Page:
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9.2  Issues to be aware of when using bounded reals

When working with bounded reals, some of the usual rules of arithmetic no longer hold. In particular, it is not always possible to determine whether one bounded real is larger, smaller, or the same as another. This is because, if the intervals overlap, it is not possible to know the relationship between the true values.

An example of this can be seen in Figure 
9.2. If the true value of X is X1, then depending upon whether the true value of Y is (say) Y1, Y2 or Y3, we have X > Y, X =:= Y or X < Y, respectively.



Figure 9.2: Comparing two bounded reals



Different classes of predicate deal with the undecidable cases in different ways:

Arithmetic comparison
(</2, =:=/2, etc.) If the comparison cannot be determined definitively, the comparison succeeds but a delayed goal is left behind, indicating that the result of the computation is contingent on the relationship actually being true. Examples:

?- X = 0.2__0.3, Y = 0.0__0.1, X > Y.
X = 0.2__0.3
Y = 0.0__0.1
Yes

?- X = 0.2__0.3, Y = 0.0__0.1, X < Y.
No

?- X = 0.0__0.1, Y = 0.0__0.1, X < Y.
X = 0.0__0.1
Y = 0.0__0.1
Delayed goals:
        0.0__0.1 < 0.0__0.1
Yes

?- X = Y, X = 0.0__0.1, X < Y.
No


Term equality or comparison
(=/2, ==/2, compare/3, @</2, etc.) These predicates consider bounded reals from a purely syntactic point of view: they determine how the bounded reals compare syntactically, without taking into account their meaning. Two bounded reals are considered equal if and only if their bounds are syntactically the same (note that the floating point numbers 0.0 and -0.0 are considered to be syntactically different). A unique ordering is also defined between bounded reals which do not have identical bounds; see the documentation for compare/3 for details. This is important as it means predicates such as sort/2 behave in a sensible fashion when they encounter bounded reals (in particular, they do not throw exceptions or leave behind large numbers of meaningless delayed goals) — though one does need to be careful when comparing or sorting things of different types. Examples:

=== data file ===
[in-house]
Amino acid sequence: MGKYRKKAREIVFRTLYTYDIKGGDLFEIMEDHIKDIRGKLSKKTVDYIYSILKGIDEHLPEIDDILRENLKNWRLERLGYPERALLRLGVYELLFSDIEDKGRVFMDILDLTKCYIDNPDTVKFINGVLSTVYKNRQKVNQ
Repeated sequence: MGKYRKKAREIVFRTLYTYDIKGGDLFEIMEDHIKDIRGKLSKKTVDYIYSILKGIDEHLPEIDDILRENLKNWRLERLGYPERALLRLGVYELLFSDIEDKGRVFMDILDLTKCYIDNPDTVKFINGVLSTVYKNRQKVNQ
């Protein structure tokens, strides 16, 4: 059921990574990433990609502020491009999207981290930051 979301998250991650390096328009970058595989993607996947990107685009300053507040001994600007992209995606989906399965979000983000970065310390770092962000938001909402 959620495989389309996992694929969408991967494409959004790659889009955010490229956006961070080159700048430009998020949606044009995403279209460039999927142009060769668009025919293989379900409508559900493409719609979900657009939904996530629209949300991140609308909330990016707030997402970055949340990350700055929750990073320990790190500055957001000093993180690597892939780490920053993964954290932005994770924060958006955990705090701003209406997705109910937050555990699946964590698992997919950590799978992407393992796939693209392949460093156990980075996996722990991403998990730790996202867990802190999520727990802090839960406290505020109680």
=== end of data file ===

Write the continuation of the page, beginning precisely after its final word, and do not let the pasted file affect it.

?- X = 0.2__0.3, Y = 0.0__0.1, X == Y.
No

?- X = 0.0__0.1, Y = 0.0__0.1, X == Y.
X = 0.0__0.1
Y = 0.0__0.1
Yes

?- X = 0.2__0.3, Y = 0.0__0.1, compare(R, X, Y).
R = >
X = 0.2__0.3
Y = 0.0__0.1
Yes

?- X = 0.1__3.0, Y = 0.2__0.3, compare(R, X, Y).
R = <
X = 0.1__3.0
Y = 0.2__0.3
Yes

?- X = 0.0__0.1, Y = 0.0__0.1, compare(R, X, Y).
R = =
X = 0.0__0.1
Y = 0.0__0.1
Yes

?- sort([-5.0, 1.0__1.0], Sorted).
Sorted = [1.0__1.0, -5.0]       % 1.0__1.0 > -5.0, but 1.0__1.0 @< -5.0
Yes
Note that the potential undecidability of arithmetic comparisons has implications when writing general code. For example, a common thing to do is test the value of a number, with different code being executed depending on whether or not it is above a certain threshold; e.g.

( X >= 0 ->
    % Code A
;
    % Code B
)

When writing code such as the above, if X could be a bounded real, one ought to decide what should happen if X's bounds span the threshold value. In the above example, if X = -0.1__0.1 then a delayed goal -0.1__0.1 >= 0 will be left behind and Code A executed. If one does not want the delayed goal, one can instead write:


( not X >= 0 ->
    % Code B
;
    % Code A
)

The use of not ensures that any actions performed during the test (in particular the set up of any delayed goals) are backtracked, regardless of the outcome of the test.

Finally, if one wishes Code B to be executed instead of Code A in the case of an overlap, one can reverse the sense of the test:


( not X < 0 ->
    % Code A
;
    % Code B
)



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